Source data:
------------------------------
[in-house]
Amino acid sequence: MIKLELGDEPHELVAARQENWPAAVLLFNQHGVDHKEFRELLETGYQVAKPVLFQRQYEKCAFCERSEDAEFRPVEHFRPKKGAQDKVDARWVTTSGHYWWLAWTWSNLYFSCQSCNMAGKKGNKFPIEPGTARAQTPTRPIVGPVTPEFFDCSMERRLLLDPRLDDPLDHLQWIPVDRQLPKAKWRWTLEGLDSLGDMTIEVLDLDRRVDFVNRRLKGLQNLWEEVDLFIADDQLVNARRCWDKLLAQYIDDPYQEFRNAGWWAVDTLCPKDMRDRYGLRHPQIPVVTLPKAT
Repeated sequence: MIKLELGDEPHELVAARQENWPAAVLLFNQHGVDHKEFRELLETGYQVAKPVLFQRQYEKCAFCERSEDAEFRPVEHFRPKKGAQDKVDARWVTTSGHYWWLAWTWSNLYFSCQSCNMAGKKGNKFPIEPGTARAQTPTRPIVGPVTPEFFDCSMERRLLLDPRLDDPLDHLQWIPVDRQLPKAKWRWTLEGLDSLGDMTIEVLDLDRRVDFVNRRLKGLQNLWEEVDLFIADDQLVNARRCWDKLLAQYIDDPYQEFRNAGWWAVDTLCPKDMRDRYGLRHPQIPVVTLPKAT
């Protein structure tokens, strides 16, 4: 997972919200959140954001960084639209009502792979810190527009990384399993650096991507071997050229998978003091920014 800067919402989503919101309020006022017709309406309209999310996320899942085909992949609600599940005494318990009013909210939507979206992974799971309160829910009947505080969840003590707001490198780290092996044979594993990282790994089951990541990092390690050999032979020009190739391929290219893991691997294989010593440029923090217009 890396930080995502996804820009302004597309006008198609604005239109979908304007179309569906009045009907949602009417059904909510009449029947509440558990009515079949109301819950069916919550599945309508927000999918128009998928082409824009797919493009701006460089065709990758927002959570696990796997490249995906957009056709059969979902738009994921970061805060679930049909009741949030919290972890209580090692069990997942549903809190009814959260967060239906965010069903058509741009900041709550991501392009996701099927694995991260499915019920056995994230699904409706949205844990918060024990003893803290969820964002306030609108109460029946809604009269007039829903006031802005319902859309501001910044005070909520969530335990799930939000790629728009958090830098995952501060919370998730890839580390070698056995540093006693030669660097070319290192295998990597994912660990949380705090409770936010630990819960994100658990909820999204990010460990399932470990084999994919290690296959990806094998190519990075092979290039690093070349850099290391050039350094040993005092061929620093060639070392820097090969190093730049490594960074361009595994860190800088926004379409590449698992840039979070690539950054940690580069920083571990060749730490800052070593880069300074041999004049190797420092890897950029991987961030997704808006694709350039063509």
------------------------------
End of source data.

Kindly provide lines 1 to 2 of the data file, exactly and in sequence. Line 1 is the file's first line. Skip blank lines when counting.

[in-house]
Amino acid sequence: MIKLELGDEPHELVAARQENWPAAVLLFNQHGVDHKEFRELLETGYQVAKPVLFQRQYEKCAFCERSEDAEFRPVEHFRPKKGAQDKVDARWVTTSGHYWWLAWTWSNLYFSCQSCNMAGKKGNKFPIEPGTARAQTPTRPIVGPVTPEFFDCSMERRLLLDPRLDDPLDHLQWIPVDRQLPKAKWRWTLEGLDSLGDMTIEVLDLDRRVDFVNRRLKGLQNLWEEVDLFIADDQLVNARRCWDKLLAQYIDDPYQEFRNAGWWAVDTLCPKDMRDRYGLRHPQIPVVTLPKAT